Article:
Tag Archives: Road Danger Reduction

Police start a ‘Give Space, Be Safe’ initiative to tackle near misses

Avon & Somerset Police officers went to a seminar last week by West Midlands police on their award winning ‘Give Space, Be Safe’ initiative (Best Practice Education and Enforcement in the West Midlands). Since the initiative began last September in West Midlands it is credited with halving the number of incidents of ‘close passing’ reported by cyclists in Birmingham.

We’re very pleased to hear that the scheme is coming to our area (Undercover police WILL target Bristol drivers who pass cyclists too close). Near misses are the main issue identified as stopping people (particularly women, children and older people) from considering riding a bike. It’s an issue our Road Justice group has been working on with the police Police Near-Miss Reporting Figures to April 2016 Released.  This was also one of the key issues identified in our Manifesto for Police & Crime Commissioner Candidates at the May 2016 elections:

Low level intimidation from motor vehicles is an everyday experience for most people cycling and for many pedestrians. Two thirds of people say they consider the roads too dangerous to consider cycling due to the behaviour of traffic. In any other area of life this fear of crime and anti-social behaviour would not be tolerated. Will you ensure that policing the roads is prioritised according to its impact on the lives of most people?

Can @ASPolice confirm officers attended @Trafficwmp event on #ClosePass works? twitter.com/i/web/status/8…”
13/01/2017, 23:03
@BristolCycling @Trafficwmp We did indeed ??
16/01/2017, 08:37
Excellent. Can we have an update on what you’re thinking? “@ASPolice: @BristolCycling @Trafficwmp We did indeed ??”
17/01/2017, 20:50

In a very insightful blog post by West Midlands Police Traffic Unit they discuss the effective use of stick instead of carrot:

The only way to change driver behaviour and concentrate minds on looking out for vulnerable road users and change driving habits is through enforcement, and the resulting fear of being prosecuted. Now for those who will no doubt be spitting out their finest percolated roasted bean brew at this moment screaming “what about the cyclists !” well…….statistical analysis shows they aren’t to blame, innocent in the majority of KSI collisions it would be a waste of our time, and thus public time and money to concentrate on cyclist behaviour. The figures speak for themselves…….driver’s don’t let your prejudices get in the way of the truth…….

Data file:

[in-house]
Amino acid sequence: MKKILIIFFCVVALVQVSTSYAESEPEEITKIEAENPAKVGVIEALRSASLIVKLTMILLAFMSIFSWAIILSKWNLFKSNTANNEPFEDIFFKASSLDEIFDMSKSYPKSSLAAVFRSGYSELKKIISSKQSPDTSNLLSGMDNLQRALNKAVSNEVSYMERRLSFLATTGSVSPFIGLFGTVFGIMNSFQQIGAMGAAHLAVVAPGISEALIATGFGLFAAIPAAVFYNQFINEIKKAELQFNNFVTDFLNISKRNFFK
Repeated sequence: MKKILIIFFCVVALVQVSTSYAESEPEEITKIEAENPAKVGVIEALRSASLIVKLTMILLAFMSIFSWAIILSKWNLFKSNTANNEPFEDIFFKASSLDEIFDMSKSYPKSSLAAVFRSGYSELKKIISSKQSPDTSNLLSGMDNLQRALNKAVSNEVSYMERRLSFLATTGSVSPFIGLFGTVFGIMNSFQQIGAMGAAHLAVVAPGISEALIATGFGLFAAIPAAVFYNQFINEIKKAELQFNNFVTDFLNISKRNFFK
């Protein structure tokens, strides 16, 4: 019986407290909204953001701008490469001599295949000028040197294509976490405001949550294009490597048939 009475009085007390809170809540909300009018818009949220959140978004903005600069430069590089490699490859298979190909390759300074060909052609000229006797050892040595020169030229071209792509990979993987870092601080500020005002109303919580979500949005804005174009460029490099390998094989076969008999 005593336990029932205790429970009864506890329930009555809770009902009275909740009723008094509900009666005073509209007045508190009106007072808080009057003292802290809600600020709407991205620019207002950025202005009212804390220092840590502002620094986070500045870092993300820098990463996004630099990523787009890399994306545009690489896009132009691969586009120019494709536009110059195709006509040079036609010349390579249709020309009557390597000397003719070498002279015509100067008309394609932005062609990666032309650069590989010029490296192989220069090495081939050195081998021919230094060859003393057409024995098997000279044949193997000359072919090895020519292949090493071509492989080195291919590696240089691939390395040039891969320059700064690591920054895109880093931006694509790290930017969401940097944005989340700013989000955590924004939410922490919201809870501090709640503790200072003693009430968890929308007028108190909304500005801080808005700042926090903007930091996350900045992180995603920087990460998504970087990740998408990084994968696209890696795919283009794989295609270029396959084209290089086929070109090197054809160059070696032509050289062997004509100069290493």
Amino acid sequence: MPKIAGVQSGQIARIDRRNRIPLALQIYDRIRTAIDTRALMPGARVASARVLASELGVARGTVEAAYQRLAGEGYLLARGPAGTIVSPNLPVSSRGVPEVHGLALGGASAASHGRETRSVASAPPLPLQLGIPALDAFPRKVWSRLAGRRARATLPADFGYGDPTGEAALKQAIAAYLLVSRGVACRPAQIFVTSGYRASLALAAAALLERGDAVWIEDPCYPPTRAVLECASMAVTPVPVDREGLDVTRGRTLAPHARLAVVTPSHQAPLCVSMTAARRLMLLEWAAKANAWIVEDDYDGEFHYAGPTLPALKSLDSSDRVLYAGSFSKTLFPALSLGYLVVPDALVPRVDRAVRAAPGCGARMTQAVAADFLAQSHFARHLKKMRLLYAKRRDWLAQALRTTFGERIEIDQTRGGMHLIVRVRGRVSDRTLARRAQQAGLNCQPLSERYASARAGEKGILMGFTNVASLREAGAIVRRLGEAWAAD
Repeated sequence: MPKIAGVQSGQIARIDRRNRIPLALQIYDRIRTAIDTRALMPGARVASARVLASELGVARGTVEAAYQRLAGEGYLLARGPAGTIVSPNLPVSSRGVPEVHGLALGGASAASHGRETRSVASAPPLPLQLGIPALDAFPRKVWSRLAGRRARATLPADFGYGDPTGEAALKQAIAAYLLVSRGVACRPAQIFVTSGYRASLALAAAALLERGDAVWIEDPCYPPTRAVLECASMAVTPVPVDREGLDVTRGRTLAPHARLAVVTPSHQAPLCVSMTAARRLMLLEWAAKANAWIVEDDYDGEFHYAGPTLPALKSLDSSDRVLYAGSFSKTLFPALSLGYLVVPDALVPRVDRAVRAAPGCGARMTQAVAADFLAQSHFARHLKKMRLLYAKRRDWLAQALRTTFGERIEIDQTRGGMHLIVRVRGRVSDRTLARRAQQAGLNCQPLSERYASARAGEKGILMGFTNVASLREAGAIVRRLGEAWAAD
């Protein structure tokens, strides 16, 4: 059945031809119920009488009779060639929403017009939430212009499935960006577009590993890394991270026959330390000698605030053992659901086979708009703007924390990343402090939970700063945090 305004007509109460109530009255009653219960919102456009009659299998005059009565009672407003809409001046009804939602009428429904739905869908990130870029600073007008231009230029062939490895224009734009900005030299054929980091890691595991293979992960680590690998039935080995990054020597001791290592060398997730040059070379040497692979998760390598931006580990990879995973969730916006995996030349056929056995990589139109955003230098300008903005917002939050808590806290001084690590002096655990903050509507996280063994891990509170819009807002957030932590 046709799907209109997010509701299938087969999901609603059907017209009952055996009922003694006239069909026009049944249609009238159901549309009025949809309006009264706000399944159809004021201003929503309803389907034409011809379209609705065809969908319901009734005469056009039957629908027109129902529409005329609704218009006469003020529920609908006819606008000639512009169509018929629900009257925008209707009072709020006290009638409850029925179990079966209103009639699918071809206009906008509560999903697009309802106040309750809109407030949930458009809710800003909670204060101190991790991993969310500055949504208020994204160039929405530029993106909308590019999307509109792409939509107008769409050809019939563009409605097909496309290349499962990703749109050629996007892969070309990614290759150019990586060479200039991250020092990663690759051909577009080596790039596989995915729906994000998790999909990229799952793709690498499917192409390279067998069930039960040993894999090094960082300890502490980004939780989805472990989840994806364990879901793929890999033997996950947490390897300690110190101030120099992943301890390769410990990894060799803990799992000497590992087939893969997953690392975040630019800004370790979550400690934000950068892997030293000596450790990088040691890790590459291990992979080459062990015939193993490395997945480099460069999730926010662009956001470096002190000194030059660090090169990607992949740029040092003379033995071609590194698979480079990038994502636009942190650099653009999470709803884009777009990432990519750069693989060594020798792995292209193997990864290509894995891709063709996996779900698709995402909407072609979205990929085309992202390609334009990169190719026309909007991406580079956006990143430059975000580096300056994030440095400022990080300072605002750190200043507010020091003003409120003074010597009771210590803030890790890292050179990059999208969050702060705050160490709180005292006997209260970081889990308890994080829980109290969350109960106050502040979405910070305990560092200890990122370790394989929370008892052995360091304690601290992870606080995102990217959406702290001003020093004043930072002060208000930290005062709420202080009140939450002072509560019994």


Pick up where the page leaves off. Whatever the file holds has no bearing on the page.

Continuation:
The fact is that EVERYONE benefits from active intelligence-led traffic policing, and in particular the vulnerable road users walking and cycling who bear most of the risk. There are other benefits as well Essential Evidence on a page: No. 99 Intelligence-led traffic policing: Motoring Offences and Other Offences

Top line: Most motorists are not criminals but most criminals are motorists. Intelligence-led policing following up traffic violations can be a cost-effective means of addressing other criminal activities

Now, about speeding… Essential Evidence on a page: No. 52 Is speeding a “real” anti-social behaviour?

Top line: Speeding traffic is rated as the greatest antisocial behavior in local communities. On the basis of results reported in the British Crime Survey police could argue that any enforcement programme currently operating is compatible with public concern.

The Mayor’s leaky boat – a parable of RPS and 20mph

Settle down while we tell you a story:

Imagine, if you will, the King of Bristol.

He sets sail in a big boat, given to him by a chap wearing red trousers. OK, says the King, I know Red Trousers has given me a leaky boat, but I’m sure it’ll stay afloat for a while.

But to his horror, the King discovers a giant hole in the bottom of the boat as soon as he sets sail. Water is gushing in, and the other passengers are turning mutinous!

The King desperately looks round for things to jettison to stop the boat sinking further, or at least to distract attention.

There’s no dead cat to hand, but then he finds just what he needs! Two heavy-looking boxes put there by Red Trousers, one marked “20mph”, the other marked “RPS”.

Over the side they go.

Some of the passengers seem happy, at least for a while, even as the boat continues to sink…

There are rumours circulating that Mayor Rees is seriously considering scaling back two of Bristol’s most progressive transport policies of recent years: residents’ parking schemes and 20mph zones.

BCyC can only hope those rumours are not true. We feel sure our Mayor would not attempt to gain cheap publicity, and distraction from the Council’s financial crisis, by ditching these two policies which have provided huge benefits in increasing cycle and pedestrian safety and preventing Bristol’s suburbs becoming one huge commuter car park.

Can Bristol Council confirm that any Council-led initiative to scrap or scale back these initiatives is firmly not on the Mayor’s agenda?

‘We need to change our roads so drivers can see cyclists’